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Sara Mitchell- Adir Hu

Adir Hu
Chad Gadya
Ki Lo Na’eh Ki Lo Ya’eh


Sara Mitchell“These Seder tunes come from my late father Aubrey Cohen; unfortunately I do not know where they originate.

His parents and grandparents were all born in Britain which, for a Jewish family, was very rare at that time. His father, Noah Cohen, was one of four children who were all born in Tredegar, South Wales.

His mother Sarah’s maiden name was originally Gittleson but the family later changed it to Gilston. She was one of nine children.

Noah and Sarah were married in Leeds at the turn of the last century. They settled in Manchester and had five children. Aubrey, my father, was the third. Economically it was a very difficult time for them after two world wars. During that time Noah had many trades including being a furrier and selling whatever items were available - phonographs and records amongst them.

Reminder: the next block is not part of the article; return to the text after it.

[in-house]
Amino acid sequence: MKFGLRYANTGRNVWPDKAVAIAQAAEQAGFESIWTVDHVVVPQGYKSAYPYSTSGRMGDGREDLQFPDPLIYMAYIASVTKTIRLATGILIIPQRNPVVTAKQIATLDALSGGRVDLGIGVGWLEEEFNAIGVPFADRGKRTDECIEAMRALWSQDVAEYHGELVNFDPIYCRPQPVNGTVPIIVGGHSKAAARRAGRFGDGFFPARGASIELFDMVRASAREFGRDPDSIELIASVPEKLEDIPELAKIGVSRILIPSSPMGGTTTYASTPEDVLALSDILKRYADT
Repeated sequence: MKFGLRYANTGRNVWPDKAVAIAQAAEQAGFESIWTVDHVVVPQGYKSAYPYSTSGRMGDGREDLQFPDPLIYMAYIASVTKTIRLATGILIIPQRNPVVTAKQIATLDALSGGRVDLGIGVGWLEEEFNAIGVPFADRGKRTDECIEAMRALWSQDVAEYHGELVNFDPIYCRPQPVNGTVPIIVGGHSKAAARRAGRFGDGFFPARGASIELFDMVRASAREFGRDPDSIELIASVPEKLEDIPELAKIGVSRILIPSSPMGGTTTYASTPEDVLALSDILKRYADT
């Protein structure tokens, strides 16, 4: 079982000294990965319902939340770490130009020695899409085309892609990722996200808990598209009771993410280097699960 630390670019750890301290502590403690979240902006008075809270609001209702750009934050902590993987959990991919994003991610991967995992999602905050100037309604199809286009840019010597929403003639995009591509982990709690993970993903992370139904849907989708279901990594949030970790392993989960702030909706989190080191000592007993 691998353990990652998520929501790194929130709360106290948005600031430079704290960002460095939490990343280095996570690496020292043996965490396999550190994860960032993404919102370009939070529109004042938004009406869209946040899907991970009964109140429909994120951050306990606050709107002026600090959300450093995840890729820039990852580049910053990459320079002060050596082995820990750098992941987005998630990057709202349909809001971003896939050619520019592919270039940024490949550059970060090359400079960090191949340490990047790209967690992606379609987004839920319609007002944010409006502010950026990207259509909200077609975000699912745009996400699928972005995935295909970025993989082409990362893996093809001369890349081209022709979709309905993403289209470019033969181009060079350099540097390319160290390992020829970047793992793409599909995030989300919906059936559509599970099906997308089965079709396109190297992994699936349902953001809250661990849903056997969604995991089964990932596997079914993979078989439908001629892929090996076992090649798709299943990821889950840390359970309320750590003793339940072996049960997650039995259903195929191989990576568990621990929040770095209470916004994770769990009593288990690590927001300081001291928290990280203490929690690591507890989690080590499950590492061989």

Sara's great-grandparents Faga and Abba Yisrael Gittleston surrounded by their children. Sara's grandfather is in the back row, second from left and her grandmother is in the back row standing behind her mother. Aubrey, her father, is in the front row, far right.

The whole family shared a love of music and would attend the opera and listen to recordings at every opportunity. It seemed fitting that Noah was able to combine his interest with his work. My father continued his family’s love for music, particularly singing and family traditions played a major part in his life. Yomtovs would be shared with our extended family and the highlight was the Seder (the Passover meal) where the singing was always melodic. Even when different families gathered together his tunes would always dominate the proceedings.

Sara's parents Aubrey and Inez CohenWhen chanting parts of the Haggadah he would emphasise the words ‘Sh’ne’ema’ which means ‘as it was’. My father always loved jazz and would incorporate many of the rhythms into his tunes in a quite unique way - the Seder would reach its peak quite literally at the end of the last song, Chad Gadya, when he would hold the final note long after everyone else had closed their Haggadah.

I am very proud of my father and hope that I will continue his traditions and his inimitable style.”

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